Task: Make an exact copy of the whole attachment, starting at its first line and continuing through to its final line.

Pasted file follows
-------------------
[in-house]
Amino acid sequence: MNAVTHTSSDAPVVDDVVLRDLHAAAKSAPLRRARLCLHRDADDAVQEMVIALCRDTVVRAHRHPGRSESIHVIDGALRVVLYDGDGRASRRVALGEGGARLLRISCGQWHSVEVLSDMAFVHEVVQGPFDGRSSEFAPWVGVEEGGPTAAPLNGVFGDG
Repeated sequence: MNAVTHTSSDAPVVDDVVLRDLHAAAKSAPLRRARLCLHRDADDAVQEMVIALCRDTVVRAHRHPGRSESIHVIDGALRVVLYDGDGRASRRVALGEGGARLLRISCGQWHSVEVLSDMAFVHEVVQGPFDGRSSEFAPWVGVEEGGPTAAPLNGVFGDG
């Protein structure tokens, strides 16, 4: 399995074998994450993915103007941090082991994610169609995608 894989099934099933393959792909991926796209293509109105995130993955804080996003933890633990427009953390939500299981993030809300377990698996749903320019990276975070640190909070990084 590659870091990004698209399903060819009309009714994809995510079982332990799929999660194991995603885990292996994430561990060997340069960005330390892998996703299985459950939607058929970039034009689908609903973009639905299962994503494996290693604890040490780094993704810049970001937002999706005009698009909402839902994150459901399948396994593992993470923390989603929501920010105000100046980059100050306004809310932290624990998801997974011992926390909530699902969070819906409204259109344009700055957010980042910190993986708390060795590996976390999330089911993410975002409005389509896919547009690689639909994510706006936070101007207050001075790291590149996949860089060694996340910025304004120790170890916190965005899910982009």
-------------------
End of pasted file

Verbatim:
[in-house]
Amino acid sequence: MNAVTHTSSDAPVVDDVVLRDLHAAAKSAPLRRARLCLHRDADDAVQEMVIALCRDTVVRAHRHPGRSESIHVIDGALRVVLYDGDGRASRRVALGEGGARLLRISCGQWHSVEVLSDMAFVHEVVQGPFDGRSSEFAPWVGVEEGGPTAAPLNGVFGDG
Repeated sequence: MNAVTHTSSDAPVVDDVVLRDLHAAAKSAPLRRARLCLHRDADDAVQEMVIALCRDTVVRAHRHPGRSESIHVIDGALRVVLYDGDGRASRRVALGEGGARLLRISCGQWHSVEVLSDMAFVHEVVQGPFDGRSSEFAPWVGVEEGGPTAAPLNGVFGDG
């Protein structure tokens, strides 16, 4: 399995074998994450993915103007941090082991994610169609995608 894989099934099933393959792909991926796209293509109105995130993955804080996003933890633990427009953390939500299981993030809300377990698996749903320019990276975070640190909070990084 590659870091990004698209399903060819009309009714994809995510079982332990799929999660194991995603885990292996994430561990060997340069960005330390892998996703299985459950939607058929970039034009689908609903973009639905299962994503494996290693604890040490780094993704810049970001937002999706005009698009909402839902994150459901399948396994593992993470923390989603929501920010105000100046980059100050306004809310932290624990998801997974011992926390909530699902969070819906409204259109344009700055957010980042910190993986708390060795590996976390999330089911993410975002409005389509896919547009690689639909994510706006936070101007207050001075790291590149996949860089060694996340910025304004120790170890916190965005899910982009």